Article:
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How to Prepare for an Interview
This week some of the Honey MAP team had the opportunity to assist with Mock Interviews with English at Large.
We were excited to be a part of this new initiative to help participants practice their interview skills. Check out some of our tips on preparing for an interview.
Calm, Cool and Collected
Try as we might, it is impossible to not make snap judgments based on first impressions. The average first impression is formed within a moment of meeting someone and cemented in 7 seconds. You can start out ahead of the game by dressing appropriately, smiling, and maintaining a calm, cool and collected composure. Confidence is key.
Pro-tip: Interview yourself in front of a mirror. It will feel uncomfortable, but it’s a great dress rehearsal to hear yourself responding to potential questions. Preparation will help relieve your anxiety, and often, if you’ve prepared ahead of time you can actually steer the conversation to follow suit in the actual meeting.
Why Are You Here?
I have interviewed more than one candidate who have had to ask me to remind them what job they are interviewing for. This is almost a definite indication that you will not get the job. Employers want to work with someone who wants to work with them. Do your research ahead of time, go on the company website and learn the history, the culture, and read the bios of the CEO and those in leadership. When you are asked why you want to work at that company, make your answer specific to that company.
Pro-tip: It’s important to have 2-3 questions prepared for your interviewer. Try to have one about the job/role, one about the company and one about the company’s culture. Culture is often overlooked but very important. Asking ahead of time will help both you and your employer gauge if you’re a good fit (think: 9-5 vs. around the clock, casual vs. formal, relaxed vs. high stress, etc).
Who Are You?
Sell yourself. Try to tailor your skills to the job description you are applying for. If you’re applying for the role of Art Director you may want to communicate that you have excellent big-picture vision. However if you’re applying for a proofing role, you may choose to accentuate your penchant for good grammar and eye for details.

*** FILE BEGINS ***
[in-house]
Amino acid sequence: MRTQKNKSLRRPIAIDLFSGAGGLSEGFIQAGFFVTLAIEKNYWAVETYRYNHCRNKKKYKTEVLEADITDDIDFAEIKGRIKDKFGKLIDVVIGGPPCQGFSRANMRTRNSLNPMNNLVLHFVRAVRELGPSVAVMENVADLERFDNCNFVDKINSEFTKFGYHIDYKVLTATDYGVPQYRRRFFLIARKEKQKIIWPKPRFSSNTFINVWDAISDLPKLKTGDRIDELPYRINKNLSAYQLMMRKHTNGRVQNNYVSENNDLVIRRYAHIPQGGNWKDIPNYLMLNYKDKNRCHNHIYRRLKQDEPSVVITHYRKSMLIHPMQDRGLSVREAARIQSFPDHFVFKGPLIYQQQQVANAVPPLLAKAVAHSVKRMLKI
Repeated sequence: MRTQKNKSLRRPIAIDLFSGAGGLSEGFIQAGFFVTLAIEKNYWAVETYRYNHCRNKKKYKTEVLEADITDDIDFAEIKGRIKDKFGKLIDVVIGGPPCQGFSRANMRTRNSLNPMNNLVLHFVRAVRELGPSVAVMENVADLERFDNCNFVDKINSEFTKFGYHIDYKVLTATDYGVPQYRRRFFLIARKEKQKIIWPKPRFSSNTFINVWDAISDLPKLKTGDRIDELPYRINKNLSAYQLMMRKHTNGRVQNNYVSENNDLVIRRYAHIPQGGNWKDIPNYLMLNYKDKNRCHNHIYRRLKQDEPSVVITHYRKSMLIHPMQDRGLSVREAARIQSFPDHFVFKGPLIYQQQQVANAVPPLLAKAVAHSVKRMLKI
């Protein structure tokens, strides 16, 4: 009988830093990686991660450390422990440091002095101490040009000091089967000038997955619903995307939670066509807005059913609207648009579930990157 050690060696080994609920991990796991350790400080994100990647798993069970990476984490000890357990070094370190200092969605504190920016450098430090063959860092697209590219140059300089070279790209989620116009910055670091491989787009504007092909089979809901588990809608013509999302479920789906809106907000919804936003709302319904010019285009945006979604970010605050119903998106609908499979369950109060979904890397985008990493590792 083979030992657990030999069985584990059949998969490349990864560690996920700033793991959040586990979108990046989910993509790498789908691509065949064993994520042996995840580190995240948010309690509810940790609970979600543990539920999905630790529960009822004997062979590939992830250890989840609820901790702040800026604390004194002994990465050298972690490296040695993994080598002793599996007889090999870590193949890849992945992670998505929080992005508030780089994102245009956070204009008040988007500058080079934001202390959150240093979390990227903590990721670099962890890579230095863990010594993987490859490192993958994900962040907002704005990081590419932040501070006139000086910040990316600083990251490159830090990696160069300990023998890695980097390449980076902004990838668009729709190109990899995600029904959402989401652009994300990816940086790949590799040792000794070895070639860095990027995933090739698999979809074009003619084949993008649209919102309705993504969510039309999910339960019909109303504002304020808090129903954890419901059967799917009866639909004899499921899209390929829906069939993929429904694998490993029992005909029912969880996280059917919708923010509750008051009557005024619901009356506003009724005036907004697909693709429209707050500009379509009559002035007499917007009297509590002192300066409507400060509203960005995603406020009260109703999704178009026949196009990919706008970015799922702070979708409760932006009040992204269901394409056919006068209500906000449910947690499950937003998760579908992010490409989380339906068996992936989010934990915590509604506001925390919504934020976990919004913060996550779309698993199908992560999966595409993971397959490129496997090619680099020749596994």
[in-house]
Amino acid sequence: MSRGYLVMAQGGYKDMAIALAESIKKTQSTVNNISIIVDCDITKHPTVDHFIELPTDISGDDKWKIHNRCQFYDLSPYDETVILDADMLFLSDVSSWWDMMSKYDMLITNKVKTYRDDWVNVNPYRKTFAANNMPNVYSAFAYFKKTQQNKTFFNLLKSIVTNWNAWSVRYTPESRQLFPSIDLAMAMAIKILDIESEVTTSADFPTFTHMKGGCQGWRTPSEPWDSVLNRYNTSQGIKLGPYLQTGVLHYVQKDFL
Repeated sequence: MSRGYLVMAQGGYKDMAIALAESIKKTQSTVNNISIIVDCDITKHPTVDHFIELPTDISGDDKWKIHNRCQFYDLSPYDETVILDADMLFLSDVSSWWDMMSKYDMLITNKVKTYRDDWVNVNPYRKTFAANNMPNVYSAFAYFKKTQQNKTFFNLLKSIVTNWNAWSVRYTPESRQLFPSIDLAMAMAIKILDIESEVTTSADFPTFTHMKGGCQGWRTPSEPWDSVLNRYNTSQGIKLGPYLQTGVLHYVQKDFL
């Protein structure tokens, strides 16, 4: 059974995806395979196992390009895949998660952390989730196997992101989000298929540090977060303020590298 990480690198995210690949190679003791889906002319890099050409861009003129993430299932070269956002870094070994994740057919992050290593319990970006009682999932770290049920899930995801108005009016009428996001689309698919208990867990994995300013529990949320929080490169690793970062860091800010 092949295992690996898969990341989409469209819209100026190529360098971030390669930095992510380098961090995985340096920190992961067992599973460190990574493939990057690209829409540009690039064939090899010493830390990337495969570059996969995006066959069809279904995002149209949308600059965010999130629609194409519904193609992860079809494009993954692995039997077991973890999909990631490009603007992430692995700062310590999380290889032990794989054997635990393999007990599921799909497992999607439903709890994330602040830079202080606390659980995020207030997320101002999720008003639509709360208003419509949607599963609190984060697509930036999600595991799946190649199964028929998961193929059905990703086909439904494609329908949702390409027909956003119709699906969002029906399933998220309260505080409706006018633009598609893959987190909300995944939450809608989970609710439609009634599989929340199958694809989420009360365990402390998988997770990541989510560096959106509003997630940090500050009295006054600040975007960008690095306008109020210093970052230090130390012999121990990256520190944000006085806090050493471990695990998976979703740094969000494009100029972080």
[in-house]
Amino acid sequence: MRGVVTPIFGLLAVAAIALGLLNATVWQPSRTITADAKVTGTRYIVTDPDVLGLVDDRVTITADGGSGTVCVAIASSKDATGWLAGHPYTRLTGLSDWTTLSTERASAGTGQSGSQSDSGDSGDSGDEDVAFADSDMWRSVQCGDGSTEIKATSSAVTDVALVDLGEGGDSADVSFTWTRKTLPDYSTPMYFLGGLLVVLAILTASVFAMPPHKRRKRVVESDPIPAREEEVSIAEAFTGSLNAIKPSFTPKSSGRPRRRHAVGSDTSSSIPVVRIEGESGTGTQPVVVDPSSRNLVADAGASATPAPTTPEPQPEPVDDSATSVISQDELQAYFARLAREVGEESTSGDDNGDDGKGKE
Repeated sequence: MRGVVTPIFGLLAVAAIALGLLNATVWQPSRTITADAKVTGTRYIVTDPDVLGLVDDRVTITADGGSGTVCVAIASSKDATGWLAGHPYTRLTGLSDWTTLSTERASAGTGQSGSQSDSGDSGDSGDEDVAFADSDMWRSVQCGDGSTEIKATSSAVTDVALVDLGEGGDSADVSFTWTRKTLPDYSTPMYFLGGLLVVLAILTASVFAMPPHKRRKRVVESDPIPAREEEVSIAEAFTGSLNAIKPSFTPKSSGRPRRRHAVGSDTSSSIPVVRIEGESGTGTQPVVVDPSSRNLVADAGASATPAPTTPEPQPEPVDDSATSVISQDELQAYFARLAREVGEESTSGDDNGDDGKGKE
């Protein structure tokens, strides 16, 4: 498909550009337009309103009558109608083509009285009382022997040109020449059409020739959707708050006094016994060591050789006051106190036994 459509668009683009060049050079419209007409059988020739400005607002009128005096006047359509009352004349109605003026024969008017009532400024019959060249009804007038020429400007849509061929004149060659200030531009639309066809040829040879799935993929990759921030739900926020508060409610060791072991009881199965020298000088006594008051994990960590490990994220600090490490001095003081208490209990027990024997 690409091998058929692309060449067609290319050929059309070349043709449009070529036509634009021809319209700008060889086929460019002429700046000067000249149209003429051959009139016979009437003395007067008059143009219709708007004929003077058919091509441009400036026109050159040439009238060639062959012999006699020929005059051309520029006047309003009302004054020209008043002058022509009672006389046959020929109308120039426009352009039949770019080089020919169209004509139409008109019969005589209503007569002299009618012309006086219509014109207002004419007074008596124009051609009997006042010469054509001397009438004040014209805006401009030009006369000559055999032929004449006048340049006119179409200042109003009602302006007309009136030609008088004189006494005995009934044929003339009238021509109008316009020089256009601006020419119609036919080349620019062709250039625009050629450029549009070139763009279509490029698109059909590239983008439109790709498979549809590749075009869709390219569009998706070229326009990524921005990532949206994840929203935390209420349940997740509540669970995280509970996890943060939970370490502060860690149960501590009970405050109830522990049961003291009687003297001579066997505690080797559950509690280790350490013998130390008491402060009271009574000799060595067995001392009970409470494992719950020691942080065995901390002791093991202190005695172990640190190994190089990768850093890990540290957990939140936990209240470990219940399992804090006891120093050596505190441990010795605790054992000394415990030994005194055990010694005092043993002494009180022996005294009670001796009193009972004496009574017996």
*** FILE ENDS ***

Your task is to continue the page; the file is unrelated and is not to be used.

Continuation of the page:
Pro-tip: When asked to describe yourself, try to tie your entire description into your professional role. Save your favorite Starbucks drink and zodiac sign for your next date.
A conference speaker once advised an audience of college seniors to be remarkable whenever they are networking professionally. This is excellent advice. Employers often wait to hire until they are in desperate need of help, which means they are already over-loaded and hiring can often be at the high end of importance but low end of priority. Use every interaction as an opportunity to stand out. This doesn’t mean dancing on the VP’s desk, but try to establish a personal connection with your interviewer. Ask good questions. In other words, be someone worth remarking about.
Pro-tip: Questions are an excellent way to stand out apart from the sometimes unavoidable run-of-the-mill interview responses. In addition to researching the company ahead of time, try to research your interviewer. You may find you have the same Alma Mater or a similar hobby. Finding those connections can be a great way to facilitate fluid conversation.
Lastly, be yourself. It’s better to know in the interview rather than down the line whether you are truly a good fit for the company. You need to interview them as much as they need to interview you. Relieve some of the burden of needing to impress by making it a mutual conversation.
Did You Know?
Honey MAP offers resume and LinkedIn review, and interview coaching. If you’d like help preparing, we’re here for you.